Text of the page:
THE FACT THAT DISNEY IS ADDRESSING THE ALLIGATOR SIGN SITUATION IS ALL BUT AN ADMISSION OF GUILT THAT THEY WERE NEGLIGENT IN NOT WARNING INDIVIDUALS OF POSSIBLE DANGERS …
As reported at FOX News, Disney official said Wednesday the company plans to “thoroughly review” its alligator warning signage around a resort where a 2-year-old boy was killed by a reptile that snatched him out of shallow water of a man made lagoon at Disney’s Grand Floridian Resort & Spa. This is all but an admission of guilt by Disney that they were negligent in not having signs up posted that to be aware of alligators. To retroactively try and fix the problem does not deflect them from a potential and probable law suit from the parents of 2 year old Lane Graves.
Watch the VIDEO below of the legal discussion with Fox News Sr. Judicial Analyst Judge Andrew Napolitano and Disney’s liability in the death of 2 year old Lane Graves. Napolitano provides a thorough and reasoned legal explanation. Look for Disney to make a settlement out of court so not to make this a public event and ruin the Disney brand. However, make no mistake about it, there will be a law suit on behalf of the child and the parents. This was a horrendous act of unimaginable proportions and I cannot even imagine that a parent could ever rid themselves of the horror of seeing their child attacked by an alligator. How does anyone ever get that image out of their head?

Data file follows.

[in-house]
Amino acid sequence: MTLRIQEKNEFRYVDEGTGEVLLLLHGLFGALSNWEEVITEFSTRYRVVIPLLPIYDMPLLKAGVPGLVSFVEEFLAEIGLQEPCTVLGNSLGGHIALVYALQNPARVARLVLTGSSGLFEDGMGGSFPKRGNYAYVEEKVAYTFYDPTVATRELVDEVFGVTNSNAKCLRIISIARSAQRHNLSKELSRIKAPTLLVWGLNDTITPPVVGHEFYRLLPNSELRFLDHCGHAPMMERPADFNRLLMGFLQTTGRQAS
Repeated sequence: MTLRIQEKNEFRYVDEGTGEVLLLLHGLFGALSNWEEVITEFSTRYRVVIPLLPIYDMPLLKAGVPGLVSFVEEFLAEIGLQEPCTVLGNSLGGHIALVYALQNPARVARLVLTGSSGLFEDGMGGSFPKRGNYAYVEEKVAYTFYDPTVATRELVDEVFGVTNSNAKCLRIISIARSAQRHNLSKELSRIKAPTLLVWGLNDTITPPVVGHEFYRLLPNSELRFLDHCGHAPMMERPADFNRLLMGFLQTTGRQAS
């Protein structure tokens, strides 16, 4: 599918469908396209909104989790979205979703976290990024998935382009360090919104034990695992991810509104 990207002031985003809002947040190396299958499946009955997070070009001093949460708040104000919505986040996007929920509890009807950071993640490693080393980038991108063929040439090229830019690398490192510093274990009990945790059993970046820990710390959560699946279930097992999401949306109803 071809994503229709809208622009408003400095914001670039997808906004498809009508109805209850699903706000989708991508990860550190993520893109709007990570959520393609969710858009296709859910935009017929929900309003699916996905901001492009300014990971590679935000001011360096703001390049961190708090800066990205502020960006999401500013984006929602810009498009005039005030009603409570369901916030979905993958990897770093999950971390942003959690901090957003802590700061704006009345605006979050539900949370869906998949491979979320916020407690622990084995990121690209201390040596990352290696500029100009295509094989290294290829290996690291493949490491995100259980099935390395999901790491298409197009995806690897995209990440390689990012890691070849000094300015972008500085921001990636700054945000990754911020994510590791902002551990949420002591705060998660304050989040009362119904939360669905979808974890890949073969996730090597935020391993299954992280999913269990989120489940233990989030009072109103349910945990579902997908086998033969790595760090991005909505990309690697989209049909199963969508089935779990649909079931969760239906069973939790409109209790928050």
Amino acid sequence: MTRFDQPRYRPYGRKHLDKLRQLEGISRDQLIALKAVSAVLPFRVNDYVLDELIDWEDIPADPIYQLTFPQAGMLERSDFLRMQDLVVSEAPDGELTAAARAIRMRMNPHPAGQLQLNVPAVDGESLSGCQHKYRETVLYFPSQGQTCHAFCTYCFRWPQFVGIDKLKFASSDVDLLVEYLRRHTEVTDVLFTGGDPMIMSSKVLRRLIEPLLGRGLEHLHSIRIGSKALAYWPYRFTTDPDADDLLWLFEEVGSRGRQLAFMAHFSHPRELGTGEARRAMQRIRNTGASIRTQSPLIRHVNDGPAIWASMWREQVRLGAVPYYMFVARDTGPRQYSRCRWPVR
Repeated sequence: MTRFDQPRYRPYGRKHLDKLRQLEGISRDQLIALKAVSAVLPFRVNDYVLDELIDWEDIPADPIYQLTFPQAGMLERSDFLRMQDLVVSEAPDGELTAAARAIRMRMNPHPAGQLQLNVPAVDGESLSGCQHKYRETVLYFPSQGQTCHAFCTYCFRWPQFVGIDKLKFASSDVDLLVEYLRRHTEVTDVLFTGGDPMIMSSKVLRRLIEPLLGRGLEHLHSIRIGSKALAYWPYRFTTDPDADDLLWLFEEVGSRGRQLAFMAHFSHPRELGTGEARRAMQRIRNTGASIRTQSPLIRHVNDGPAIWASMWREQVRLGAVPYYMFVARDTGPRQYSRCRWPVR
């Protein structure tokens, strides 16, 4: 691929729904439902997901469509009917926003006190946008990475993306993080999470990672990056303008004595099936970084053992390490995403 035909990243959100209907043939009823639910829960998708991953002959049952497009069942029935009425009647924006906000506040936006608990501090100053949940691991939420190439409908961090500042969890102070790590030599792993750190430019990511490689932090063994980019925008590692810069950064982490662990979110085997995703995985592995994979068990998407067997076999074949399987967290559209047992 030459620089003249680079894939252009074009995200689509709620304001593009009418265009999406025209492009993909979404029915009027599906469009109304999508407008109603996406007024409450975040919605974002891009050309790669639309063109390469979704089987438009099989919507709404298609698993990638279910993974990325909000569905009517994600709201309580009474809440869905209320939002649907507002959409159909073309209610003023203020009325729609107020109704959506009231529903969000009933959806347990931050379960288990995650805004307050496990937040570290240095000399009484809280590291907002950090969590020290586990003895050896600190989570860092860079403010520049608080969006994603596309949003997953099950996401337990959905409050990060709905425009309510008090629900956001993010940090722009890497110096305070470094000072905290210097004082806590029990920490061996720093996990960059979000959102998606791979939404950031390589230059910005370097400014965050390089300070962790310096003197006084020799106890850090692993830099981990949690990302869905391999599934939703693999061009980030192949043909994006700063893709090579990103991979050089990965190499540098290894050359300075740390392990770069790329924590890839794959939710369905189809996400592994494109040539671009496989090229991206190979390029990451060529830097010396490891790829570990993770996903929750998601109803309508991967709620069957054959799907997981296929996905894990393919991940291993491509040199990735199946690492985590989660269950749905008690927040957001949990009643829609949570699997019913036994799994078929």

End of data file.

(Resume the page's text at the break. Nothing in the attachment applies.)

A Disney official said Wednesday the company plans to “thoroughly review” its alligator warning signage around a resort where a 2-year-old boy was killed by a reptile that snatched him out of shallow water.
The company official spoke to the Associated Press on the condition of anonymity because Disney has yet to prepare a formal statement on the matter.
Orange County Sheriff Jerry Demings said his department and the state wildlife agency would look into the issues of warning signs around Seven Seas Lagoon at The Grand Floridian Resort & Spa, where Disney had posted “no swimming” signs but no warnings about the presence of alligators.
Dive teams on Wednesday afternoon were able to recover the body of the toddler “completely intact.” Demings said that the body was in water roughly six feet deep, 10-15 yards from the edge of the lagoon where the child had been wading Tuesday night.